In its annual report on the U.S. electric industry, Moody's Investors Service has concluded that the average credit rating for the industry will deteriorate from its present 'A3' level to 'Baa1' over the next two to three years. While it assigns real regulatory change a longer time frame than proposed in California and New York, Moody's believes the price of power will continue to come down, squeezing utilities' profit margins and constraining their financial flexibility.
Moody's predicts that vertically integrated utilities will disaggregate, some choosing to become distribution companies, others generating companies. The risk to bondholders, however, is that utilities will spin off or sell transmission and distribution assets, leaving their obligations secured only by generating assets, which are subject to higher operating risk and often hold questionable market value. Many high-cost electrics find regulatory, technological, and geographical barriers to market entry by competitors the only factors preventing a forced price reduction, loss of market share, or both.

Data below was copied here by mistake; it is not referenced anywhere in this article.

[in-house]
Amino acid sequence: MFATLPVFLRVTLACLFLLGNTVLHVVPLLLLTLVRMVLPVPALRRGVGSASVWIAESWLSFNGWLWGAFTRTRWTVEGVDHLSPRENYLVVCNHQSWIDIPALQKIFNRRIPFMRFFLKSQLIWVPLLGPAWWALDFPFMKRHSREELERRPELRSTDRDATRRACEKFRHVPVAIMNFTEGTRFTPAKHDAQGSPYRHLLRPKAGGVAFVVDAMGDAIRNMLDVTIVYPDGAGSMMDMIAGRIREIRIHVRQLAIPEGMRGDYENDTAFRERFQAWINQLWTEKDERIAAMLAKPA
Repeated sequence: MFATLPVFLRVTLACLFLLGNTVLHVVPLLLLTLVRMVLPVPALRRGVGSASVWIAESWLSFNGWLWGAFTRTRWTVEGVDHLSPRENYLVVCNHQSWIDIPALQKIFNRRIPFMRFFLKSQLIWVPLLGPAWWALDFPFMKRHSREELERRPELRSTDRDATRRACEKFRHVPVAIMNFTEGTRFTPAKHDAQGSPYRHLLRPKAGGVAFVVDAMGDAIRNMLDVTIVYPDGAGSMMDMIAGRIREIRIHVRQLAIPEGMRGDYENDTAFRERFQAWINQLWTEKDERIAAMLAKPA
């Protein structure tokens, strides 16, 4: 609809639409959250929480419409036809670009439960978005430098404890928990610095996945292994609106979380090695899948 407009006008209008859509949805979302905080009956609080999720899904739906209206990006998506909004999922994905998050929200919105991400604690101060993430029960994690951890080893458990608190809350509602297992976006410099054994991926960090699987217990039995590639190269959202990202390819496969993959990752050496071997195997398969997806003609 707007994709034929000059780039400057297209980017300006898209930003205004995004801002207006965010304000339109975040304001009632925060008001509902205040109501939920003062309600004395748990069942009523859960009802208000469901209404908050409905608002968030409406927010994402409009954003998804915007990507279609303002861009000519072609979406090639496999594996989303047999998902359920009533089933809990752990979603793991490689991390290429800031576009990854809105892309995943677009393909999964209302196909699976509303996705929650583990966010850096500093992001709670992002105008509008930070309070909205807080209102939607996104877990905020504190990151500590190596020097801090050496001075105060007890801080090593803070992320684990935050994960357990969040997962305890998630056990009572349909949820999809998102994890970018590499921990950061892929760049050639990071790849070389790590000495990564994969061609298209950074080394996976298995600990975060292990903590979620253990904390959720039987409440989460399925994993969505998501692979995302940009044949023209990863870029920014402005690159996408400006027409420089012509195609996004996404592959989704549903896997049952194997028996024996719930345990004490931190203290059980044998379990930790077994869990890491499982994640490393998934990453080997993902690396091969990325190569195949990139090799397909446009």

From a credit perspective, Moody's said, utilities will have to be analyzed as unregulated companies operating in an open market, according to what it costs to produce their product and how they plan to market, transport, and distribute their product. The utilities most likely to maintain present levels of credit quality are those that combine low production costs and creative, customer-oriented service.
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